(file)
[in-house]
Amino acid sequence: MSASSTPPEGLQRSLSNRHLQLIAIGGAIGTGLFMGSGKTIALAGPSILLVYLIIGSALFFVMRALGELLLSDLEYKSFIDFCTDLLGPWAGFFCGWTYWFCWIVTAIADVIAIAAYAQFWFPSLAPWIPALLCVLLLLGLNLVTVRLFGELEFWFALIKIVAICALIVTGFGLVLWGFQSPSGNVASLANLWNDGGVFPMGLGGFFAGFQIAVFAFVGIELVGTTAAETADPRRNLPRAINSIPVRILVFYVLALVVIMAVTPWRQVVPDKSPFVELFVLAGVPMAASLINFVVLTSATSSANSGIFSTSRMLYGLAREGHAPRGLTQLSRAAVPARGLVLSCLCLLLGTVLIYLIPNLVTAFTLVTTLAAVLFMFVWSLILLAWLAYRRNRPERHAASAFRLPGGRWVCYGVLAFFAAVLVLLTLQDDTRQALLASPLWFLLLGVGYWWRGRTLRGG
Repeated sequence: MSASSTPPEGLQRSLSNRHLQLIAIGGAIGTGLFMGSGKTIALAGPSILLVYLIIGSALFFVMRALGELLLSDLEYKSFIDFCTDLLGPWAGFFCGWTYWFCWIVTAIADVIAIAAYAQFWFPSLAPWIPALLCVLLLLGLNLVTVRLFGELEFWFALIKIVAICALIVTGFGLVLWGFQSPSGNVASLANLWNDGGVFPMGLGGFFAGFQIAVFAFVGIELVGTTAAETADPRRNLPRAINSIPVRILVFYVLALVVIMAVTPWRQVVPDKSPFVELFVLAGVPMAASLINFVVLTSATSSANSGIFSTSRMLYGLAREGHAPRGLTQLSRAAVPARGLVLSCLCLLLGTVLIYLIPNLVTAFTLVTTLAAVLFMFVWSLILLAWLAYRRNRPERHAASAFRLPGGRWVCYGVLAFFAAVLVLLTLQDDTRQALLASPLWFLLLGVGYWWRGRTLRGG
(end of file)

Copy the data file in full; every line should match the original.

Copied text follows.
[in-house]
Amino acid sequence: MSASSTPPEGLQRSLSNRHLQLIAIGGAIGTGLFMGSGKTIALAGPSILLVYLIIGSALFFVMRALGELLLSDLEYKSFIDFCTDLLGPWAGFFCGWTYWFCWIVTAIADVIAIAAYAQFWFPSLAPWIPALLCVLLLLGLNLVTVRLFGELEFWFALIKIVAICALIVTGFGLVLWGFQSPSGNVASLANLWNDGGVFPMGLGGFFAGFQIAVFAFVGIELVGTTAAETADPRRNLPRAINSIPVRILVFYVLALVVIMAVTPWRQVVPDKSPFVELFVLAGVPMAASLINFVVLTSATSSANSGIFSTSRMLYGLAREGHAPRGLTQLSRAAVPARGLVLSCLCLLLGTVLIYLIPNLVTAFTLVTTLAAVLFMFVWSLILLAWLAYRRNRPERHAASAFRLPGGRWVCYGVLAFFAAVLVLLTLQDDTRQALLASPLWFLLLGVGYWWRGRTLRGG
Repeated sequence: MSASSTPPEGLQRSLSNRHLQLIAIGGAIGTGLFMGSGKTIALAGPSILLVYLIIGSALFFVMRALGELLLSDLEYKSFIDFCTDLLGPWAGFFCGWTYWFCWIVTAIADVIAIAAYAQFWFPSLAPWIPALLCVLLLLGLNLVTVRLFGELEFWFALIKIVAICALIVTGFGLVLWGFQSPSGNVASLANLWNDGGVFPMGLGGFFAGFQIAVFAFVGIELVGTTAAETADPRRNLPRAINSIPVRILVFYVLALVVIMAVTPWRQVVPDKSPFVELFVLAGVPMAASLINFVVLTSATSSANSGIFSTSRMLYGLAREGHAPRGLTQLSRAAVPARGLVLSCLCLLLGTVLIYLIPNLVTAFTLVTTLAAVLFMFVWSLILLAWLAYRRNRPERHAASAFRLPGGRWVCYGVLAFFAAVLVLLTLQDDTRQALLASPLWFLLLGVGYWWRGRTLRGG